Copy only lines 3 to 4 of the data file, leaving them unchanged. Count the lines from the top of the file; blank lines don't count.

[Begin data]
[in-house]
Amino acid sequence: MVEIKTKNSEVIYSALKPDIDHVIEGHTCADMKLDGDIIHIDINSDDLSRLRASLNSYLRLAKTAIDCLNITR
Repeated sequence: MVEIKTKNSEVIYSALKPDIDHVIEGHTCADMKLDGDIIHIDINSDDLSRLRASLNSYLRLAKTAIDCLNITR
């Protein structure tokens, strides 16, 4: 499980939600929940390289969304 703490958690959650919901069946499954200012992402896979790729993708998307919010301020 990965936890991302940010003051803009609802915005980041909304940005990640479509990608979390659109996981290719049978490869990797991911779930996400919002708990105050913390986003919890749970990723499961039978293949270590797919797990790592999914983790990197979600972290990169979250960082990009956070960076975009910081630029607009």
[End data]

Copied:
Repeated sequence: MVEIKTKNSEVIYSALKPDIDHVIEGHTCADMKLDGDIIHIDINSDDLSRLRASLNSYLRLAKTAIDCLNITR
């Protein structure tokens, strides 16, 4: 499980939600929940390289969304 703490958690959650919901069946499954200012992402896979790729993708998307919010301020 990965936890991302940010003051803009609802915005980041909304940005990640479509990608979390659109996981290719049978490869990797991911779930996400919002708990105050913390986003919890749970990723499961039978293949270590797919797990790592999914983790990197979600972290990169979250960082990009956070960076975009910081630029607009």